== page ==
A team comprised of Ball Aerospace & Technologies Corp. and Aerojet Rocketdyne has tested a thruster with “green” fuel technology in a space lab environment as part of NASA‘s Green Propellant Infusion Mission program.
The project’s goal is to demonstrate the AF-M315E eco-friendly propulsion system as an alternative for the toxic hydrazine fuel used on space vehicles, Ball Aerospace said Monday.
According to Ball Aerospace, the thruster achieved the lab test’s technical range objective.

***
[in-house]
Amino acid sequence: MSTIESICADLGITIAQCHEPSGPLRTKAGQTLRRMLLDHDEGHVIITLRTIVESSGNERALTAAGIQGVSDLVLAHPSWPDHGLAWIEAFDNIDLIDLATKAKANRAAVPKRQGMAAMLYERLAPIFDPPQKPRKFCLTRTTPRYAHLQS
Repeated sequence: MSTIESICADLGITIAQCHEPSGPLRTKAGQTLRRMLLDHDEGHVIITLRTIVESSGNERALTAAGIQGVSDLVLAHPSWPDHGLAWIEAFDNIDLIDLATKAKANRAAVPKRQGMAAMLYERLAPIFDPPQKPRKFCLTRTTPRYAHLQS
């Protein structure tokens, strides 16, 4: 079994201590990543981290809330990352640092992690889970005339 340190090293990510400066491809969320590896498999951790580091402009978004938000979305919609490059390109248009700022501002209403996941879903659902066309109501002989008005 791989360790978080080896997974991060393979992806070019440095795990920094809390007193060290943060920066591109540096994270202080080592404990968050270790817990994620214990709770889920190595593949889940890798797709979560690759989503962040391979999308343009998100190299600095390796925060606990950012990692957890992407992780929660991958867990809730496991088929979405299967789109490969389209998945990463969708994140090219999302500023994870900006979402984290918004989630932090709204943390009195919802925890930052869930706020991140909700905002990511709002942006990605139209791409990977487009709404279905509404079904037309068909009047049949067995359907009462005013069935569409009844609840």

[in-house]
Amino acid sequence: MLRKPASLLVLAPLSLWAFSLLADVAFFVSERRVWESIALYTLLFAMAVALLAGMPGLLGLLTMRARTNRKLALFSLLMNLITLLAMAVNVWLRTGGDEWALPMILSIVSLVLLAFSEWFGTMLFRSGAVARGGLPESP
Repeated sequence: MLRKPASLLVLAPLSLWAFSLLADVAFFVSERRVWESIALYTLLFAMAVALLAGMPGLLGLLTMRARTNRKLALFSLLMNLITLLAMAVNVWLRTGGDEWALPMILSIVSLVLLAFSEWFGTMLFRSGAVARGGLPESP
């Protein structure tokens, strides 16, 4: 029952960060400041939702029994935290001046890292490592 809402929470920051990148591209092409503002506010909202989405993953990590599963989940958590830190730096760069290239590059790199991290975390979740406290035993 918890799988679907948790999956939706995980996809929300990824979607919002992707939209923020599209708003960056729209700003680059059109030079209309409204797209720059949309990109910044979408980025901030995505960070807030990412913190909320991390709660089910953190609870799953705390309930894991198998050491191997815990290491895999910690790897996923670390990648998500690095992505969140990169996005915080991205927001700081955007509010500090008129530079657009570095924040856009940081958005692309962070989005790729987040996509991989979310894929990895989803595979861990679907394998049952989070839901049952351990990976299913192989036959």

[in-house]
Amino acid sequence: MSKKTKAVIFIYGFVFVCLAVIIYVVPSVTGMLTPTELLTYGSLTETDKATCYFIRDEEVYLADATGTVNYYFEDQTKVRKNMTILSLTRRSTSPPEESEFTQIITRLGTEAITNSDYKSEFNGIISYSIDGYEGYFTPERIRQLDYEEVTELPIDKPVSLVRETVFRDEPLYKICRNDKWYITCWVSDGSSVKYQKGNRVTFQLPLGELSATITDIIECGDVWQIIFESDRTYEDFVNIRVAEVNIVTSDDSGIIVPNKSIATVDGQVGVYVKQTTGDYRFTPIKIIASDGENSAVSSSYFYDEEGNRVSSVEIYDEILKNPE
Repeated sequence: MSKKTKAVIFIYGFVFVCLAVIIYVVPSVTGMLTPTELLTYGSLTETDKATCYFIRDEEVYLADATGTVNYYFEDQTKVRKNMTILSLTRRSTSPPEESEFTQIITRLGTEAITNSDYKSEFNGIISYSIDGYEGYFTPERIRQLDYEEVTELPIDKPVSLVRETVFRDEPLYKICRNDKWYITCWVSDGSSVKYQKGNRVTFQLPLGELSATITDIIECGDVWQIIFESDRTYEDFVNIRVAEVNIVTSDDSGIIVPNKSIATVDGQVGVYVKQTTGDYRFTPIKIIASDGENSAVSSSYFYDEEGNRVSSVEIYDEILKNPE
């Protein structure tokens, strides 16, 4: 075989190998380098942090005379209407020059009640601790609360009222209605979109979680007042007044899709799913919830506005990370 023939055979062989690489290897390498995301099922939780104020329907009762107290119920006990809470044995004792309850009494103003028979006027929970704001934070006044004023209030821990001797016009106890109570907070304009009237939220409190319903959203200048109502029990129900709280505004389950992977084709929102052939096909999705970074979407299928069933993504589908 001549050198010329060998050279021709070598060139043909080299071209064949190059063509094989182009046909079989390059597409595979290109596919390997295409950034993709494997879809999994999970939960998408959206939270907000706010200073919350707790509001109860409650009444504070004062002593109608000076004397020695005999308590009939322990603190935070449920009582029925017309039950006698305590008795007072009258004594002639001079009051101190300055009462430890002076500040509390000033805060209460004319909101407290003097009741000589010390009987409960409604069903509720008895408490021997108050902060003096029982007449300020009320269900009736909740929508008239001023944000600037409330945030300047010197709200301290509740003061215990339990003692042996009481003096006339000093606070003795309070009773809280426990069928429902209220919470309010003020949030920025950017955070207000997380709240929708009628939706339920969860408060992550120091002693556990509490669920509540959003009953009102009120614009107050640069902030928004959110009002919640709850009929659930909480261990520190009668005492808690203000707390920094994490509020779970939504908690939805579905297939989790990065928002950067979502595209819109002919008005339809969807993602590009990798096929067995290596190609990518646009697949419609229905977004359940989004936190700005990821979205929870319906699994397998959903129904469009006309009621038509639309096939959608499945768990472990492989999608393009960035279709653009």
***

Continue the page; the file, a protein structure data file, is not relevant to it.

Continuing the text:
“The new propellant technology, once demonstrated on GPIM, will raise both the 22 Newton and 1 Newton class AF-M315E thruster readiness for flight, enabling safer and less costly space missions with significant enhanced in-space propulsion performance,” said Jim Oschmann, vice president and general manager for Ball Aerospace’s civil space and technologies business.
AF-M315E uses a blend of hydroxyl ammonium nitrate fuel and oxidizer made by the U.S. Air Force Research Laboratory.
NASA’s space technology mission directorate manages the GPIM project.